• strengthening Lithuania’s energy and economic self-independence;
• ensuring military security;
• implementing a foreign policy based on national interests and national dignity;
• improving social security.
Nevertheless, 64 percent of the population are still dissatisfied with how democracy works and have no confidence in political parties, the Seimas and the Government.
Political deafness, disrespect for human rights, the principles of democracy and the rule of law, power-based decision making, the desire to control the media, law enforcement and independent institutions, disregard of the Constitution, and assertive arrogance lead to destruction.
When politics is degraded to primitive harassment of critics, when political culture is replaced by muscle flexing, when people are ignored and opponents blackmailed, constructive work is no longer possible.
Disrespect for people, their rights and freedoms demonstrated at the highest level does not add to trust in democracy or the state.
Distrust creates miscommunication.
If we stop looking down on others, if we learn to listen and work together, we will be much stronger.
Bickering and political rudeness cannot become a tradition in Lithuanian parliamentarism, leaving no room for serious discussion and in-depth analysis.
The actual number of seats in the Seimas will not affect the quality of parliamentary work.
Only through personal transformation and development can we make a real difference in Lithuania, Europe and the world.
Parliamentary parties that have opened the door to young people are moving forward to a qualitatively new stage in their development.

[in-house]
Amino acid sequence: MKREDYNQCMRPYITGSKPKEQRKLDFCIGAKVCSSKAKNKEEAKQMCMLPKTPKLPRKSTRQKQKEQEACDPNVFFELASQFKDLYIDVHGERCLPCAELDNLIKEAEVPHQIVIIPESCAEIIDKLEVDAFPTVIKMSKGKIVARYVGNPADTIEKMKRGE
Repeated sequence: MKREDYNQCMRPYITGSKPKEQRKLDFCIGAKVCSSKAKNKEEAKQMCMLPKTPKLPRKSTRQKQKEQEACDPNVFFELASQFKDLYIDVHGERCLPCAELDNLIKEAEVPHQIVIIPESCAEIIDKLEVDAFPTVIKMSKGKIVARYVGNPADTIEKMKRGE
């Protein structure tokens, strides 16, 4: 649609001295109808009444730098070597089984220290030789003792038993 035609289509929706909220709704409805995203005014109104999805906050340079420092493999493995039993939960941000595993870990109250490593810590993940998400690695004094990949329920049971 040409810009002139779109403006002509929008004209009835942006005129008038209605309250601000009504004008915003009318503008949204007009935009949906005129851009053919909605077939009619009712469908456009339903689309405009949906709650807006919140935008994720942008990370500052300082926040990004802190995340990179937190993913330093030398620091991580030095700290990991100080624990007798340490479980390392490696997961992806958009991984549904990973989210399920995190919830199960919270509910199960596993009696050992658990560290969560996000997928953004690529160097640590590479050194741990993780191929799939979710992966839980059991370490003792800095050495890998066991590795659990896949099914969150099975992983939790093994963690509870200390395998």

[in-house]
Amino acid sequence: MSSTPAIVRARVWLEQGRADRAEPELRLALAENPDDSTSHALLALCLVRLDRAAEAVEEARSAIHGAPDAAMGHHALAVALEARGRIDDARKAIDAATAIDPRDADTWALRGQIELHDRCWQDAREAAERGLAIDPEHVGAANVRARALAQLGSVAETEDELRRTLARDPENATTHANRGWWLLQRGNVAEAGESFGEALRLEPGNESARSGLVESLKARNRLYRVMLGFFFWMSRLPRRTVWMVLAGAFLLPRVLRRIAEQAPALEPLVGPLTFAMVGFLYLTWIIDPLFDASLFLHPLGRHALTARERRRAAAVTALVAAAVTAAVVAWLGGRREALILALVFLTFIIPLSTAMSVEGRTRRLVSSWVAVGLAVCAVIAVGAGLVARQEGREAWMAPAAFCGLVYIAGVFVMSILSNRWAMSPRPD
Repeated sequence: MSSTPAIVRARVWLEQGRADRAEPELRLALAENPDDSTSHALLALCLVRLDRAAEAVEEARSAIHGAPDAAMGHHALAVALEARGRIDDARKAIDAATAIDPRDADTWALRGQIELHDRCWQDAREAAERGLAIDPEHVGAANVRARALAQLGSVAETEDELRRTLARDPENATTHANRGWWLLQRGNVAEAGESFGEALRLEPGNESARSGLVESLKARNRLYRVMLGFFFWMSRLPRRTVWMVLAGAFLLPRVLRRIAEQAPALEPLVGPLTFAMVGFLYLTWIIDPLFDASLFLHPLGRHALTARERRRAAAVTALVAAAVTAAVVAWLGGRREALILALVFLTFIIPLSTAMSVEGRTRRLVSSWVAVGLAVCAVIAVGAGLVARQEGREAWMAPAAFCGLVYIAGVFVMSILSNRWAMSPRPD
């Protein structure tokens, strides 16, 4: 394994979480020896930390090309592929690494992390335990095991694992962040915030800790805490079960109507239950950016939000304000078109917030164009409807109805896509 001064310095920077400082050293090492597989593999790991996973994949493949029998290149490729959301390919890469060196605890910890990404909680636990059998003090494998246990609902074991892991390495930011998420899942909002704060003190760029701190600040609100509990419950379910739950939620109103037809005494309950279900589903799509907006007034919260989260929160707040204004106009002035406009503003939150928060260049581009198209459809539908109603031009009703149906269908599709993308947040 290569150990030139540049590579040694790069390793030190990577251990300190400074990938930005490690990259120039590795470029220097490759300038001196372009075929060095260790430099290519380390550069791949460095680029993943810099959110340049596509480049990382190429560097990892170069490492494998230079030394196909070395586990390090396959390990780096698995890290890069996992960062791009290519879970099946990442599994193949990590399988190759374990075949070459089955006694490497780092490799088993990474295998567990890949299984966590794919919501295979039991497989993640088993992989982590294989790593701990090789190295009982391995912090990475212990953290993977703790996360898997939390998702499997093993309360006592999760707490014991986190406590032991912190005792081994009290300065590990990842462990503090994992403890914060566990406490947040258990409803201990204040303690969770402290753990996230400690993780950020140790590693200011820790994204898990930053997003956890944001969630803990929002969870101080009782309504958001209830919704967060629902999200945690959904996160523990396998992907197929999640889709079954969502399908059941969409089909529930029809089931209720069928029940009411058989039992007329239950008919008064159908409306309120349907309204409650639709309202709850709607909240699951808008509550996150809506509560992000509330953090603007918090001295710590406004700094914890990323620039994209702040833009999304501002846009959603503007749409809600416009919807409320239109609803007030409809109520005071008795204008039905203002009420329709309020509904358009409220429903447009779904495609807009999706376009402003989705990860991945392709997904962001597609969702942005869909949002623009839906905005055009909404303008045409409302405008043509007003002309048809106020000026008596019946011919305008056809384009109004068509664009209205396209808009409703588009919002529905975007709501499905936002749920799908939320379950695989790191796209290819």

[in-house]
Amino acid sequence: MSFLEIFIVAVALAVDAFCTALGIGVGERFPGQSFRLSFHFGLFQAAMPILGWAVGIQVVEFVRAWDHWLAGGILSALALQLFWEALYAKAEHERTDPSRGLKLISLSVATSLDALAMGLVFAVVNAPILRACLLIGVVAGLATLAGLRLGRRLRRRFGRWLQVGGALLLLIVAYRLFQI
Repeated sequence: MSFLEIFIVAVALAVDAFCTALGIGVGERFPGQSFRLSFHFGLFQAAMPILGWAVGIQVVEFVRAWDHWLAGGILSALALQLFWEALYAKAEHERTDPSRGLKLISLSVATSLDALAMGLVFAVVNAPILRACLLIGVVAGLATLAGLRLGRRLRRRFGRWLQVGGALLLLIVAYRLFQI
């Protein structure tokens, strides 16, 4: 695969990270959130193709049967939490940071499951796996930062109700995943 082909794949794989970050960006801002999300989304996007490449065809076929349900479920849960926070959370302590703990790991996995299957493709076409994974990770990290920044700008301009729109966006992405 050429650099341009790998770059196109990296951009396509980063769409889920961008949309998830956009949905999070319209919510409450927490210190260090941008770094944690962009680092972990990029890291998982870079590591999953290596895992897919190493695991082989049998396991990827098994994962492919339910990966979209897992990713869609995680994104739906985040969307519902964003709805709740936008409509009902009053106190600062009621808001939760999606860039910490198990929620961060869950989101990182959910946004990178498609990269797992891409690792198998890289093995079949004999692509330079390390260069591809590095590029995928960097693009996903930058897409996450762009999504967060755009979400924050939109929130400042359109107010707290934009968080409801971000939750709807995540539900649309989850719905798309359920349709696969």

Election-tested traditional parties inspire hope that a more stable political system is emerging – cleaner, open to new members and learning to stand on its own feet.
We see an ongoing change of generations and values on the political scene.
Trust and confidence in our elected politicians and their decisions are vitally important.
Even though our democracy is not perfect and we still need to catch up with Scandinavian countries, the world treats us as a democratic European country governed by the rule of law and it sees our cities as modern and cosmopolitan.
We received the Westphalia Peace Prize in recognition of an exceptional model of democratic development and contribution to peace in Europe.
During the Pope’s visit to Lithuania, the world got to know us as a land of young, ambitious, dignified, sensitive, and very strong people.
The spirit of hope emanating from Lithuania is recognized as a true value around the world.
We elected a new President and members of the European Parliament, putting to test once again our values and freedom index. We have learned to think for ourselves and the choices we make are no longer shaped by oligarchic pressure or cheap populist promises.
And even though some politicians still dream about a silent and non-objecting president who does no obstruct their “work”, people want to have a leader who protects their interests, constitutional rights and human values. I hope that the newly elected President will meet the expectations of the Lithuanian people.
Ladies and Gentlemen,
We have left many countries behind on the path of consolidating the fundamental principles of a law-governed state: the primacy of the Constitution and the rule of law. However, Lithuania’s judicial system still faces many challenges.